Engineers also ranked well. The switch rate was just 39% for structural engineers, while  software engineers came in at 43%, and electrical engineers at 51% each. Software developer and financial accountant rounded out the five jobs with the lowest career switch rates at 42% and 43% respectively.  

A common feature of the occupations in the table below is that they are highly skilled and often high-paid roles. Many require years of training or very specific skill sets, which may make it difficult to switch careers.

Table titled “Top 20 jobs with the lowest career switch rate.” Indeed ranked the top 20 jobs by career switch rate. Practice nurse was top with 36% career switch rate. Caption added post-publication.

We don’t know what motivates the job switchers in our study. Everyone has their own reasons for contemplating a career change. Yet clearly some occupations more than others encourage workers to stick around. An earlier Indeed study of the United States came to a similar conclusion: Workers in nursing and tech don’t often  look elsewhere.

What jobs do nurses and tech workers click on?

One of the reasons people might be reluctant to leave nursing or tech roles is because those fields offer a wealth of opportunities. Both the healthcare and tech sectors are growing rapidly. Earlier this year, we looked at the high demand for and shortage of nurses. Nursing ranked as the occupation with the highest number of job postings on Indeed. We also examined the surging demand for tech professionals, with opportunities up 12.5% over the past two years.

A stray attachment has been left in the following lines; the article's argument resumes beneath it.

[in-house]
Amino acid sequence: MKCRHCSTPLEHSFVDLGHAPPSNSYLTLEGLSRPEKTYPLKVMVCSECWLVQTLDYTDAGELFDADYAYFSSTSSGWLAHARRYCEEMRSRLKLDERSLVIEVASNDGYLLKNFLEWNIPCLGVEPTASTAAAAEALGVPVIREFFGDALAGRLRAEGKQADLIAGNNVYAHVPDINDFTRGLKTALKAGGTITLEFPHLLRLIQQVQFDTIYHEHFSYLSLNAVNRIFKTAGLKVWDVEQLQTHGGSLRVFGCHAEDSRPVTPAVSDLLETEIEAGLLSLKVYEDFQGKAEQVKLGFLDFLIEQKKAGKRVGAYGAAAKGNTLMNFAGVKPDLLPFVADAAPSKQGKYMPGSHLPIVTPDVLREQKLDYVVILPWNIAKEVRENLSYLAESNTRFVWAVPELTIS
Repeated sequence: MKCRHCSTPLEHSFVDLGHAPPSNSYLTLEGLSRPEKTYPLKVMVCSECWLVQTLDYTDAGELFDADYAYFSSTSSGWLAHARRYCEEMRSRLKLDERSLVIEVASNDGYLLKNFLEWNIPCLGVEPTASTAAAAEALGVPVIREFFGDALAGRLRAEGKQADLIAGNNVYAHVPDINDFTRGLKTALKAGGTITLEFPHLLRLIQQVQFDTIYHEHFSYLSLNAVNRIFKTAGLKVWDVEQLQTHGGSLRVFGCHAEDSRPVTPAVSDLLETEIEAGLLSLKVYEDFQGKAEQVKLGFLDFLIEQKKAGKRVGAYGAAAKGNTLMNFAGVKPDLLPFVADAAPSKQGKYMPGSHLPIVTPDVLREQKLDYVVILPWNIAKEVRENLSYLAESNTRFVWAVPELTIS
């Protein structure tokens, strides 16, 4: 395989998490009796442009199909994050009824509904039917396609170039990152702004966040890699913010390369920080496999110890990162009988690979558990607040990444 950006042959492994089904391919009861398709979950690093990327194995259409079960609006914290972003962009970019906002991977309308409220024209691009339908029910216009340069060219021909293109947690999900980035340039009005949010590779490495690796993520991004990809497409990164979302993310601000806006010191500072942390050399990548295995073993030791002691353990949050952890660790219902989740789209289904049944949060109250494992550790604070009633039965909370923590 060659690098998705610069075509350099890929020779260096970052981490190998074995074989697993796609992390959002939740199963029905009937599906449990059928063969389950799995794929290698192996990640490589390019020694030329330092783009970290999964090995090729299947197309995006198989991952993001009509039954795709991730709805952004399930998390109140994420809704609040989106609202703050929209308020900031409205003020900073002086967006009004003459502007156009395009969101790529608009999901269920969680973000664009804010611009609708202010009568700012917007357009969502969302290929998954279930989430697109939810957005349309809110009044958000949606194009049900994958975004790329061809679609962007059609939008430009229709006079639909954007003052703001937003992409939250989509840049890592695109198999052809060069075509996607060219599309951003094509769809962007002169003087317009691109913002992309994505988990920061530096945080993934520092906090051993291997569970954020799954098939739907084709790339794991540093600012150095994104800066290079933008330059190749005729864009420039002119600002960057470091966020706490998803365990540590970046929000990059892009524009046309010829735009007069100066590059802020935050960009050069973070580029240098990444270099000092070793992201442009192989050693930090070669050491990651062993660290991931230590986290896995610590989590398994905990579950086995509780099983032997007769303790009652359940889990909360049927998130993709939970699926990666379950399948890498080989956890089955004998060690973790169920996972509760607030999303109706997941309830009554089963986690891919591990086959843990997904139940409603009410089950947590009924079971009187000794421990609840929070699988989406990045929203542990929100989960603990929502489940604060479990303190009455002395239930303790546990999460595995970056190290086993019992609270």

Nevertheless, some nurses and tech workers do search elsewhere. Focusing on ‘registered nurses’ and ‘software engineer’, two of the largest occupations in the healthcare and tech sectors, we assessed which jobs these workers were clicking on outside their industry.   

When nurses searched elsewhere, they had  an eye on roles that provide care to others. Led by elder care assistant, with 5.7% of clicks, six of the top seven roles involved caregiving.

Software engineers also gravitated toward roles that utilise their existing skill set. Tech roles accounted for the top six occupations that software engineers clicked on when considering a career switch. Java developer ranked first, with senior java developer also ranking highly. Full stack developer and front end developer–two of the hottest occupations in tech right now–rounded out the top three.